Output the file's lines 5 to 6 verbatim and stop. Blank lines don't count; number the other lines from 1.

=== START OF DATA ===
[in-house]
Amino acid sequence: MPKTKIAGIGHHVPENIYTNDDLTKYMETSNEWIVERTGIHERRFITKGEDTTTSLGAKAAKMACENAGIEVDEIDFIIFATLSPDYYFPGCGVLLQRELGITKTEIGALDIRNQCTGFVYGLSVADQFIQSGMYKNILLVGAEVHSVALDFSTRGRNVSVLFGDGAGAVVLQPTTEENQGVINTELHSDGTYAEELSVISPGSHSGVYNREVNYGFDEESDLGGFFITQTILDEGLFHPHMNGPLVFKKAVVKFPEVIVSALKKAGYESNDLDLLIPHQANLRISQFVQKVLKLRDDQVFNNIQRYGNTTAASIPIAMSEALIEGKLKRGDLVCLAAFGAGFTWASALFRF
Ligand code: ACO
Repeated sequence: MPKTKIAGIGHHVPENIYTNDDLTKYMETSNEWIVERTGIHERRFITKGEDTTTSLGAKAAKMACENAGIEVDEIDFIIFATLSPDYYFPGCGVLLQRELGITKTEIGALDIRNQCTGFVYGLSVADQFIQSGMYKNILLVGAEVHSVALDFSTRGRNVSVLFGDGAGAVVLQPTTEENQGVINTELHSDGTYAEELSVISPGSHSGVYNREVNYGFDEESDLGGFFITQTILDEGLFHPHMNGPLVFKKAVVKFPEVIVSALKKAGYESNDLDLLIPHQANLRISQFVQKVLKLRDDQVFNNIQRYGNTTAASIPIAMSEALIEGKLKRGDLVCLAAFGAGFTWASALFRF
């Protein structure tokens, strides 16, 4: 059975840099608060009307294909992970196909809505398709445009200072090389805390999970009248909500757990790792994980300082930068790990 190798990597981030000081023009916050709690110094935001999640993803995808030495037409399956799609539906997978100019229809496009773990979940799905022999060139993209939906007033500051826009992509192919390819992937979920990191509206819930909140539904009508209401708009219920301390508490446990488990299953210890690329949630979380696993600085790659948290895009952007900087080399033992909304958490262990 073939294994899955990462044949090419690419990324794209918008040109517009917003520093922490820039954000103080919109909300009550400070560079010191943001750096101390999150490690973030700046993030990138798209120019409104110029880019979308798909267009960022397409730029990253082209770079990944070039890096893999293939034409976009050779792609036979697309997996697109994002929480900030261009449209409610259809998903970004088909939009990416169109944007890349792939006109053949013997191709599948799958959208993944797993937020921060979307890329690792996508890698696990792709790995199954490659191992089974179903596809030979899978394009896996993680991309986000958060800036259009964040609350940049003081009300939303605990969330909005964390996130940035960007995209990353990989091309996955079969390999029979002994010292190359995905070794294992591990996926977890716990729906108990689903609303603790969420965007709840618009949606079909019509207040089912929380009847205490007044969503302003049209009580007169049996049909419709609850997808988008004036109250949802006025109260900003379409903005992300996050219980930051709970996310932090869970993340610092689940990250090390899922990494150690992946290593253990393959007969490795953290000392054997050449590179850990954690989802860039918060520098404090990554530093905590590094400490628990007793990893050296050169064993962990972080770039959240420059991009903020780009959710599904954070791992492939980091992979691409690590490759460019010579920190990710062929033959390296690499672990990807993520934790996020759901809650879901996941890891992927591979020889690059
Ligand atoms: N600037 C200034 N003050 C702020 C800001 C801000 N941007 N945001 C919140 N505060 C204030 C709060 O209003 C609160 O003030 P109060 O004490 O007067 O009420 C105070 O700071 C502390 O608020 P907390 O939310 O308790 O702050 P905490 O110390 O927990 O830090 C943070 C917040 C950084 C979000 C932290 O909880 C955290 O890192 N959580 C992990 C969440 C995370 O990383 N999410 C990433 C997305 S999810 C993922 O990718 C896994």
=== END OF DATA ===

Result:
């Protein structure tokens, strides 16, 4: 059975840099608060009307294909992970196909809505398709445009200072090389805390999970009248909500757990790792994980300082930068790990 190798990597981030000081023009916050709690110094935001999640993803995808030495037409399956799609539906997978100019229809496009773990979940799905022999060139993209939906007033500051826009992509192919390819992937979920990191509206819930909140539904009508209401708009219920301390508490446990488990299953210890690329949630979380696993600085790659948290895009952007900087080399033992909304958490262990 073939294994899955990462044949090419690419990324794209918008040109517009917003520093922490820039954000103080919109909300009550400070560079010191943001750096101390999150490690973030700046993030990138798209120019409104110029880019979308798909267009960022397409730029990253082209770079990944070039890096893999293939034409976009050779792609036979697309997996697109994002929480900030261009449209409610259809998903970004088909939009990416169109944007890349792939006109053949013997191709599948799958959208993944797993937020921060979307890329690792996508890698696990792709790995199954490659191992089974179903596809030979899978394009896996993680991309986000958060800036259009964040609350940049003081009300939303605990969330909005964390996130940035960007995209990353990989091309996955079969390999029979002994010292190359995905070794294992591990996926977890716990729906108990689903609303603790969420965007709840618009949606079909019509207040089912929380009847205490007044969503302003049209009580007169049996049909419709609850997808988008004036109250949802006025109260900003379409903005992300996050219980930051709970996310932090869970993340610092689940990250090390899922990494150690992946290593253990393959007969490795953290000392054997050449590179850990954690989802860039918060520098404090990554530093905590590094400490628990007793990893050296050169064993962990972080770039959240420059991009903020780009959710599904954070791992492939980091992979691409690590490759460019010579920190990710062929033959390296690499672990990807993520934790996020759901809650879901996941890891992927591979020889690059
Ligand atoms: N600037 C200034 N003050 C702020 C800001 C801000 N941007 N945001 C919140 N505060 C204030 C709060 O209003 C609160 O003030 P109060 O004490 O007067 O009420 C105070 O700071 C502390 O608020 P907390 O939310 O308790 O702050 P905490 O110390 O927990 O830090 C943070 C917040 C950084 C979000 C932290 O909880 C955290 O890192 N959580 C992990 C969440 C995370 O990383 N999410 C990433 C997305 S999810 C993922 O990718 C896994």